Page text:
Denise Welch shared an emotional video on Instagram on Thursday, where she encouraged her followers to "keep smiling" during the hard times. The footage was taken from inside the star's colourful kitchen at her home in Cheshire, where she is isolating during the coronavirus pandemic. The Loose Women panellist addressed her fans: "Woke up this morning feeling sad, overwhelmed, anxious, like millions of people over the world probably have today. This is just a little message to say, put on a bit of Dionne Warwick, realise that you can only do what you can do to change this dark world. You can't do everything on your own."
VIDEO: Denise Welch shared an emotional video from inside her kitchen in Cheshire
The former Coronation Street actress went on to sing the poignant words of Dionne's song, including the lines: "Keep smiling, keep shining, knowing you can always count on me, for sure. That's what friends are for." Denise's followers were quick to comment on the post, with one writing: "Thank you, I woke up feeling sad and overwhelmed and it helped so much to know I'm not the only one because I feel like I'm the only one failing," while another wrote: "Thanks Denise, we do all have these days." A third added: "Well said. Some days are just much harder than others for no particular reason."
The Loose Women star with husband Lincoln Townley
Denise has been an advocate for mental health for over a decade and has been incredibly open about her own struggles with depression. The TV presenter first identified her postpartum psychosis and clinical depression following the birth of her son, Matthew Healey. The star has done a lot of charitable work to help raise awareness of mental illness, and in 2017 she produced and starred in an award-winning short film called Black Eyed Susan, which portrayed depression as an unwelcome visitor, played by her son Louis Healey.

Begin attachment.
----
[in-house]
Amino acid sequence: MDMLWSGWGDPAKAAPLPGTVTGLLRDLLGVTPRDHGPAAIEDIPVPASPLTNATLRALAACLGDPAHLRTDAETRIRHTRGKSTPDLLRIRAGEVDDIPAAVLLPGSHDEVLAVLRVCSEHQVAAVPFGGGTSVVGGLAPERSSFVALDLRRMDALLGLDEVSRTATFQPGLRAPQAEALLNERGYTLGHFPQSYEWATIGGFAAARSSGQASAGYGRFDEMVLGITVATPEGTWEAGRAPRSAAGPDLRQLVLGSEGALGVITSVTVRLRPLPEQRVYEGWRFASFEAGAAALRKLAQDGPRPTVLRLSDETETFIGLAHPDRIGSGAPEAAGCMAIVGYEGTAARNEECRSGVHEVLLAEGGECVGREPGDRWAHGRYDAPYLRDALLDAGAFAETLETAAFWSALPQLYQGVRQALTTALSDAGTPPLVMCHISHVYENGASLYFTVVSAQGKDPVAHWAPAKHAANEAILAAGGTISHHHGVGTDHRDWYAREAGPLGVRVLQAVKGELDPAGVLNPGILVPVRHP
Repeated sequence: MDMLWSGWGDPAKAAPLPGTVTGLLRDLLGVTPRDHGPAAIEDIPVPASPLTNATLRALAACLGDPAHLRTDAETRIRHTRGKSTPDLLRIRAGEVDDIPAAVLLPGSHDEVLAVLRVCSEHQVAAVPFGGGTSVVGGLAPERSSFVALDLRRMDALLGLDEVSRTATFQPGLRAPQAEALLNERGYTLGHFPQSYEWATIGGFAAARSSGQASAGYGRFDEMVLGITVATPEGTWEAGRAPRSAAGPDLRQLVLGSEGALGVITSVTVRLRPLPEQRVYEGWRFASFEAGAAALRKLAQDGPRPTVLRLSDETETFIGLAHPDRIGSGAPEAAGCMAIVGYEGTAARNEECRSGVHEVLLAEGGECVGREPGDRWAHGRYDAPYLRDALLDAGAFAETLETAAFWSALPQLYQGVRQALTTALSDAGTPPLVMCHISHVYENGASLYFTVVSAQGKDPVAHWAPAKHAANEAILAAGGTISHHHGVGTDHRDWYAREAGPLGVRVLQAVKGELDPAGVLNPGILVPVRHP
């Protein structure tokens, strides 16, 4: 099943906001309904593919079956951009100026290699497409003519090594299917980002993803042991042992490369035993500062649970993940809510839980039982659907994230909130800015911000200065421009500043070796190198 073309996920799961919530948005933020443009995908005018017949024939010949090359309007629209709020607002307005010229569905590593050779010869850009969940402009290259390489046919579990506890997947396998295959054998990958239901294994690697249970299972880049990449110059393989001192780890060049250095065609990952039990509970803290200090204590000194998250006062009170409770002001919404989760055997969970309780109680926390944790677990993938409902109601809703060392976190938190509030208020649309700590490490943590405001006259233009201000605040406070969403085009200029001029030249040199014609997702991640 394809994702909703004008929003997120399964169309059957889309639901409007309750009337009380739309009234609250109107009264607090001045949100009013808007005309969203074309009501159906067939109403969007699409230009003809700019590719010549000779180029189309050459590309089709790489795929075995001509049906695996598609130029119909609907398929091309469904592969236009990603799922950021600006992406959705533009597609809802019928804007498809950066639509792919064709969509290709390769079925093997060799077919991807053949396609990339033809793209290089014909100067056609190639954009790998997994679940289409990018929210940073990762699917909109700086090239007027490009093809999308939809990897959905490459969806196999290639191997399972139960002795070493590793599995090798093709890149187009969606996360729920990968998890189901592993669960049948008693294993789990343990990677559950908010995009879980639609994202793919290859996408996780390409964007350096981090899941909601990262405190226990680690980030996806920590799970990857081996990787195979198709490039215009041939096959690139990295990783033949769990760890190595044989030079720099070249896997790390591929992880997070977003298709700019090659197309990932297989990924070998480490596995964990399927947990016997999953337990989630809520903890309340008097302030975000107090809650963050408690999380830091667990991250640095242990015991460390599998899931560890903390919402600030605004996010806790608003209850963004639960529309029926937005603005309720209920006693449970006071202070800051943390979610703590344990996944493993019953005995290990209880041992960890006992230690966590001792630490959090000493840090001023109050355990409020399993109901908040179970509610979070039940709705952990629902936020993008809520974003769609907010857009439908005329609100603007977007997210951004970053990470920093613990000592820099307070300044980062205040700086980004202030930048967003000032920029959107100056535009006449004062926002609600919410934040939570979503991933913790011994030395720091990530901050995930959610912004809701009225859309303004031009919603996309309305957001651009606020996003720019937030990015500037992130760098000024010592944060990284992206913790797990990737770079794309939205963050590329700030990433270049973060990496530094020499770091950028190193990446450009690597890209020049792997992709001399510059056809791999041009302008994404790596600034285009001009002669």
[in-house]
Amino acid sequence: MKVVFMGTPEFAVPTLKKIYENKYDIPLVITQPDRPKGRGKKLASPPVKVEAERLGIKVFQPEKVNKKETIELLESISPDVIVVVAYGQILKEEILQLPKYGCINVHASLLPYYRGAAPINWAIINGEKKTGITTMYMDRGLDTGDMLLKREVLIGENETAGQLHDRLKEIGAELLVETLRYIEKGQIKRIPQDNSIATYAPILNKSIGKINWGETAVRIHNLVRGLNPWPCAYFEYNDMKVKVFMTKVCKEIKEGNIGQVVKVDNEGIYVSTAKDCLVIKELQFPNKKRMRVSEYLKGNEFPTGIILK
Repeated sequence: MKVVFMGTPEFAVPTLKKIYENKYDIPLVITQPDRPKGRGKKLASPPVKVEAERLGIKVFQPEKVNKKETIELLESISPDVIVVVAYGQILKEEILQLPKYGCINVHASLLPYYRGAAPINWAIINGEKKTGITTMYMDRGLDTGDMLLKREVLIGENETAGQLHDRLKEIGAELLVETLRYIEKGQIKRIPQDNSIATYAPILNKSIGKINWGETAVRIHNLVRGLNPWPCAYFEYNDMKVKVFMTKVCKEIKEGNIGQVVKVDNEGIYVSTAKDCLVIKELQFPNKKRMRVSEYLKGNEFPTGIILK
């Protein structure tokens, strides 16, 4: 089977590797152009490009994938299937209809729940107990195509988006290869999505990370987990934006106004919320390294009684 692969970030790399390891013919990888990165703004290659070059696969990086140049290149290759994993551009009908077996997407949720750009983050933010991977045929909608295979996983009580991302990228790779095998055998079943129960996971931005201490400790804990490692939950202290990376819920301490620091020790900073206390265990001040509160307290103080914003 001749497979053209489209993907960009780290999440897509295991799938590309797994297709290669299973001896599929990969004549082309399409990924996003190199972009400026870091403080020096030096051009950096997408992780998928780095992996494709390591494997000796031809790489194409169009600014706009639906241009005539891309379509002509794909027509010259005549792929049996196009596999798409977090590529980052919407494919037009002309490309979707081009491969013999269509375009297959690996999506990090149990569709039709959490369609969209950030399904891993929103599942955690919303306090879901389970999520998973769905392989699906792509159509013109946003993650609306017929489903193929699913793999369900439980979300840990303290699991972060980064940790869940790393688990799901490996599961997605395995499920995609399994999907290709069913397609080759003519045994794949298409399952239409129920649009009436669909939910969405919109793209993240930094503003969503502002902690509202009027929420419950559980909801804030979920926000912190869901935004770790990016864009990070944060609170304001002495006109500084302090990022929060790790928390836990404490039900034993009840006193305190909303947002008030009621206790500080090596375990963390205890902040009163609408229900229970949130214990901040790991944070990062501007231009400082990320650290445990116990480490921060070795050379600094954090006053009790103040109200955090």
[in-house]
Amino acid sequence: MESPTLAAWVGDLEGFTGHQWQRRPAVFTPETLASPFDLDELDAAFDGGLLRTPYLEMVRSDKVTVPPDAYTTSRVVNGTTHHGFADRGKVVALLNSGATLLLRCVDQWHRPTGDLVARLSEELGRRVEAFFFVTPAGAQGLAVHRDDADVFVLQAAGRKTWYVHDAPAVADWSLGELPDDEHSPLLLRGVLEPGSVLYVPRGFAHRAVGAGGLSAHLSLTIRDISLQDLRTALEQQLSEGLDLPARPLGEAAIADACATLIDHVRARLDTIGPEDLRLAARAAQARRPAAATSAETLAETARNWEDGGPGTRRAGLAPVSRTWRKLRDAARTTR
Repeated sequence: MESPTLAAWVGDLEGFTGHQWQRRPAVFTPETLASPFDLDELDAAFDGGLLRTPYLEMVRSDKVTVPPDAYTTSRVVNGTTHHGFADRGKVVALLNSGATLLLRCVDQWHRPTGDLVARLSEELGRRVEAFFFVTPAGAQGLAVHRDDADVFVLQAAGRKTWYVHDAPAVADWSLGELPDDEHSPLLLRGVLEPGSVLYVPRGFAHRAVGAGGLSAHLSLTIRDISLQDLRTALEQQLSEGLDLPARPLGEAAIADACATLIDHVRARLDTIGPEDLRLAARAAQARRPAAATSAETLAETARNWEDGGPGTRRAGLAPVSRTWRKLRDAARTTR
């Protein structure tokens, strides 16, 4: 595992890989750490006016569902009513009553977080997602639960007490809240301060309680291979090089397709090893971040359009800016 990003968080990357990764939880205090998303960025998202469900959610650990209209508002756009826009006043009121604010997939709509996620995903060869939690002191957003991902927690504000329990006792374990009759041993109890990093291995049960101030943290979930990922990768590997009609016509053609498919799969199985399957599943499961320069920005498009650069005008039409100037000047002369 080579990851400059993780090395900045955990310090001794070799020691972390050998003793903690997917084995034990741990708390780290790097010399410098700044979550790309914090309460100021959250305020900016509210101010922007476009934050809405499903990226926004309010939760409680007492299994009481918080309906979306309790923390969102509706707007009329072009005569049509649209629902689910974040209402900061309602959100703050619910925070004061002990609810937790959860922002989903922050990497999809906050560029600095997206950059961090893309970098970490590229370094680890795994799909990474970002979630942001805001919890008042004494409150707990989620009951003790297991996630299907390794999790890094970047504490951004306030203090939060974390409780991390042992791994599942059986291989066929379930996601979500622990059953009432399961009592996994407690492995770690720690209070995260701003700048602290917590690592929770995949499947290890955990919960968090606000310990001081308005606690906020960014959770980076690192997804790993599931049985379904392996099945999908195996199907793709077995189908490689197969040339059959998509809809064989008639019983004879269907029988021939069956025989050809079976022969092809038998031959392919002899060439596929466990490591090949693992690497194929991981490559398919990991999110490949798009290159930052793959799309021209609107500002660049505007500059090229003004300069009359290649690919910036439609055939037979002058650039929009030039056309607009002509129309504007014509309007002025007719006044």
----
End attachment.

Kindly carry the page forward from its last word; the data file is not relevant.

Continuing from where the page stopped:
In 2018, Denise penned a candid letter to her 16-year-old self, where she touched upon her mental health journey, which was shared in Happiful magazine. In it, she wrote: "I wish I could prevent the depression that will descend after childbirth. But you must realise that this is an illness like any other. Be as kind to yourself as possible. Take time off work - they’ll survive without you. Don't self-medicate. It will take you down a very long, dark road and it’s very hard to find your way home. Your 'unwelcome visitor' will continue to make uninvited calls, but he will always leave and your life in between will be happy, fulfilling, rewarding and most of all, full of love. You're a tough cookie, and I'm proud of who you are now and who you will become."
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